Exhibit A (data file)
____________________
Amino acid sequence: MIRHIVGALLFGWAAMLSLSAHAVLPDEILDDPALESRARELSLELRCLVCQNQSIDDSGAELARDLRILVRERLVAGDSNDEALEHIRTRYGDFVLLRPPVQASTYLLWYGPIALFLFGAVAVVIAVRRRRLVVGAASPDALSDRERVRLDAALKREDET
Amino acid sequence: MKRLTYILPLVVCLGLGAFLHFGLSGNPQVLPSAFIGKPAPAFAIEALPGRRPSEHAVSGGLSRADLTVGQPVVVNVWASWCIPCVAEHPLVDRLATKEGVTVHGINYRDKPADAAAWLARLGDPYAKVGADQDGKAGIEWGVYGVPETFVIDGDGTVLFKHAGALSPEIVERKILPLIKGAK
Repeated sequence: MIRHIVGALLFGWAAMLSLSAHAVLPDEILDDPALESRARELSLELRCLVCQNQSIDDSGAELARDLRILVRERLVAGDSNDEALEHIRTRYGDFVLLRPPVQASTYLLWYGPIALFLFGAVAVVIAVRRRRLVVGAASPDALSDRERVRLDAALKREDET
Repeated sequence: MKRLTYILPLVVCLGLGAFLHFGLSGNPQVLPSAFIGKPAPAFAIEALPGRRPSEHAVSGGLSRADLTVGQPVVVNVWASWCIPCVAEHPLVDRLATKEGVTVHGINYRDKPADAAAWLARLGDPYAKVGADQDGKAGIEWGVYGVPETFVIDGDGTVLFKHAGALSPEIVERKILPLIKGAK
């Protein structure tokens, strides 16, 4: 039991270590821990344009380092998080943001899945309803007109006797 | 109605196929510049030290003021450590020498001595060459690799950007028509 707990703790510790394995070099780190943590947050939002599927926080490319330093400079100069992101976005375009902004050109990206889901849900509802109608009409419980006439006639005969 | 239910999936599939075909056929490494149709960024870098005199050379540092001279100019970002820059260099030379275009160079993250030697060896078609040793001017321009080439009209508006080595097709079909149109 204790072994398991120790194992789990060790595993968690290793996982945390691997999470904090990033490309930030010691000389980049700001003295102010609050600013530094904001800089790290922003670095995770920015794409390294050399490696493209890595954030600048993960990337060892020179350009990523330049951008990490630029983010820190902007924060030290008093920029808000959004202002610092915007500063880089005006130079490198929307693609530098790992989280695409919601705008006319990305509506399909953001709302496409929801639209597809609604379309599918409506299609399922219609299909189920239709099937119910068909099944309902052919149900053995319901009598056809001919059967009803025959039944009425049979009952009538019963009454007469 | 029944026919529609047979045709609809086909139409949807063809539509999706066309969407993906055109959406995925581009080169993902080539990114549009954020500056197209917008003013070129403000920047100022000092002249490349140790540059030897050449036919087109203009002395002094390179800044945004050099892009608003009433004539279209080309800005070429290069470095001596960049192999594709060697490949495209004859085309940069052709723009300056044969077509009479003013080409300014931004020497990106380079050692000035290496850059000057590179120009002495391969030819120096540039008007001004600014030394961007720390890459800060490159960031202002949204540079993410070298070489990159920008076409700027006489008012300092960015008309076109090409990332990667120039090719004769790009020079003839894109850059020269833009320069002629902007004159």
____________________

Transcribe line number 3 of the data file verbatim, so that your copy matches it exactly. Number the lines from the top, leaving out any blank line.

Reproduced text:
Repeated sequence: MIRHIVGALLFGWAAMLSLSAHAVLPDEILDDPALESRARELSLELRCLVCQNQSIDDSGAELARDLRILVRERLVAGDSNDEALEHIRTRYGDFVLLRPPVQASTYLLWYGPIALFLFGAVAVVIAVRRRRLVVGAASPDALSDRERVRLDAALKREDET